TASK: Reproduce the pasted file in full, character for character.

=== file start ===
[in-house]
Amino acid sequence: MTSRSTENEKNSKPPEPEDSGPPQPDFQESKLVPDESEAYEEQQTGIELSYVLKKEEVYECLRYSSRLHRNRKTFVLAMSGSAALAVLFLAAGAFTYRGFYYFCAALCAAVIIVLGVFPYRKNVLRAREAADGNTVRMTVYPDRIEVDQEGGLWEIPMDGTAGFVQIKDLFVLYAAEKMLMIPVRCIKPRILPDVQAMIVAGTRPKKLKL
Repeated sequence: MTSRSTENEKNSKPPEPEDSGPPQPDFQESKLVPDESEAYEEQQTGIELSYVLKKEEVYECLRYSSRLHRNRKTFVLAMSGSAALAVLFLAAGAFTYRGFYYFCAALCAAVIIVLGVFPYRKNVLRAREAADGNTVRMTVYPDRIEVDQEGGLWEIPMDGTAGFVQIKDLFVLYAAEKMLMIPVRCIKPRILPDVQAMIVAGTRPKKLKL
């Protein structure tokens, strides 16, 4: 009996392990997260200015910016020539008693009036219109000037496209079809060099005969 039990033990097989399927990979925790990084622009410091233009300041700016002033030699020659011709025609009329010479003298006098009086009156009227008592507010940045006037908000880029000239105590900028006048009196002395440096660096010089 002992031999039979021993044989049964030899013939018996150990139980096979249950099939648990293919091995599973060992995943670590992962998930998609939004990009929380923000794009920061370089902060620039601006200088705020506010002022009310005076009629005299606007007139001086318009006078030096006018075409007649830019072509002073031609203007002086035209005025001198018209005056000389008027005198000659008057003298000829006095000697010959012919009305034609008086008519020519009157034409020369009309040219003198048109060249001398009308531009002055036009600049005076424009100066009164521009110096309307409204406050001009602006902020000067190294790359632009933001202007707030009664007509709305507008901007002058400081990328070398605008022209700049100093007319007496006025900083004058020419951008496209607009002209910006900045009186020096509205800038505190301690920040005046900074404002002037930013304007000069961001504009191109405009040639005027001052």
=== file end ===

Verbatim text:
[in-house]
Amino acid sequence: MTSRSTENEKNSKPPEPEDSGPPQPDFQESKLVPDESEAYEEQQTGIELSYVLKKEEVYECLRYSSRLHRNRKTFVLAMSGSAALAVLFLAAGAFTYRGFYYFCAALCAAVIIVLGVFPYRKNVLRAREAADGNTVRMTVYPDRIEVDQEGGLWEIPMDGTAGFVQIKDLFVLYAAEKMLMIPVRCIKPRILPDVQAMIVAGTRPKKLKL
Repeated sequence: MTSRSTENEKNSKPPEPEDSGPPQPDFQESKLVPDESEAYEEQQTGIELSYVLKKEEVYECLRYSSRLHRNRKTFVLAMSGSAALAVLFLAAGAFTYRGFYYFCAALCAAVIIVLGVFPYRKNVLRAREAADGNTVRMTVYPDRIEVDQEGGLWEIPMDGTAGFVQIKDLFVLYAAEKMLMIPVRCIKPRILPDVQAMIVAGTRPKKLKL
């Protein structure tokens, strides 16, 4: 009996392990997260200015910016020539008693009036219109000037496209079809060099005969 039990033990097989399927990979925790990084622009410091233009300041700016002033030699020659011709025609009329010479003298006098009086009156009227008592507010940045006037908000880029000239105590900028006048009196002395440096660096010089 002992031999039979021993044989049964030899013939018996150990139980096979249950099939648990293919091995599973060992995943670590992962998930998609939004990009929380923000794009920061370089902060620039601006200088705020506010002022009310005076009629005299606007007139001086318009006078030096006018075409007649830019072509002073031609203007002086035209005025001198018209005056000389008027005198000659008057003298000829006095000697010959012919009305034609008086008519020519009157034409020369009309040219003198048109060249001398009308531009002055036009600049005076424009100066009164521009110096309307409204406050001009602006902020000067190294790359632009933001202007707030009664007509709305507008901007002058400081990328070398605008022209700049100093007319007496006025900083004058020419951008496209607009002209910006900045009186020096509205800038505190301690920040005046900074404002002037930013304007000069961001504009191109405009040639005027001052």